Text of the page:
A gaggle of Democratic Senators cannot contain their warmongering instincts when it comes to Iran and have arrogantly ignored the Obama administration’s warnings against sabotaging the negotiations. For political reasons they’re intent on passing wholly unnecessary, even destructive, new economic sanctions on Iran.

And for what?

To show their benefactors and constituents that they prefer a military “solution” to the Iranian nuclear issue ?

joseph palermoThe Obama Administration’s failed attempt last August to garner public support for cruise missile strikes against Syria, along with the Democratic Senators who are determined to undermine any negotiated settlement with Iran on its nuclear program, show that the neo-cons, despite widespread acknowledgement of their past failures, still cast a long shadow over U.S. Middle East policy.

Joseph Palermo
Joseph A Palermo Political Commentary

Published by the LA Progressive on January 6, 2014
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About Joseph Palermo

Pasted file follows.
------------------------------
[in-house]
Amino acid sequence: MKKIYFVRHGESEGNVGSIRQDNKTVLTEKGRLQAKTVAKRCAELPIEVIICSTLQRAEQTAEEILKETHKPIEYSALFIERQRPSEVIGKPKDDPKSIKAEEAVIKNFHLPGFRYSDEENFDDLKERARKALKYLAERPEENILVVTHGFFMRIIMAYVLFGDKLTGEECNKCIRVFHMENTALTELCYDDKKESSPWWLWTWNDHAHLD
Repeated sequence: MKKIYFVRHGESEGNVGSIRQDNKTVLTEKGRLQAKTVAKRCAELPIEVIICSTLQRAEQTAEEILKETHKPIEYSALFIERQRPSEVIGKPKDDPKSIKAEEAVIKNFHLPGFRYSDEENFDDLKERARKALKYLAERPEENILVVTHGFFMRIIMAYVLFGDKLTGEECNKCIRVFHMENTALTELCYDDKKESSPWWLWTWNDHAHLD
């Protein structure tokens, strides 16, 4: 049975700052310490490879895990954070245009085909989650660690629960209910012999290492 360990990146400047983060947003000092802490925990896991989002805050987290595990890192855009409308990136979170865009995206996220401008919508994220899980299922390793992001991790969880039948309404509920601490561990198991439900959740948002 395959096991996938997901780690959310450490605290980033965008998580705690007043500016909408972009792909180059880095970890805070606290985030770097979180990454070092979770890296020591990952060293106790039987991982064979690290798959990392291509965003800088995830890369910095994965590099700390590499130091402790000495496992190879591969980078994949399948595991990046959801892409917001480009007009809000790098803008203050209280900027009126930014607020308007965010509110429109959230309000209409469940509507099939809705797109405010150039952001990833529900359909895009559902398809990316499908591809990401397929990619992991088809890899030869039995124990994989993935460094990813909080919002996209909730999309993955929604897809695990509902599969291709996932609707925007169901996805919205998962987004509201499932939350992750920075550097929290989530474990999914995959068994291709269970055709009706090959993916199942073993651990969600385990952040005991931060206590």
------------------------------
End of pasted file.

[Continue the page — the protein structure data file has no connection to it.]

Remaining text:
Joseph Palermo is Professor of History, California State University, Sacramento. Professor Palermo's most recent book is The Eighties (Pearson 2012). He has also written two other books: In His Own Right: The Political Odyssey of Senator Robert F. Kennedy (Columbia, 2001); and Robert F. Kennedy and the Death of American Idealism (Pearson, 2008). Before earning a Master's degree and Doctorate in History from Cornell University, Professor Palermo completed Bachelor's degrees in Sociology and Anthropology from the University of California, Santa Cruz, and a Master's degree in History from San Jose State University. His expertise includes the 1980s; political history; presidential politics and war powers; social movements of the 20th century; the 1960s; and the history of American foreign policy. Professor Palermo has also written articles for anthologies on the life of Father Daniel Berrigan, S.J. in The Human Tradition in America Since 1945 (Scholarly Resources Press, 2003); and on the Watergate scandal in Watergate and the Resignation of Richard Nixon (CQ Press, 2004).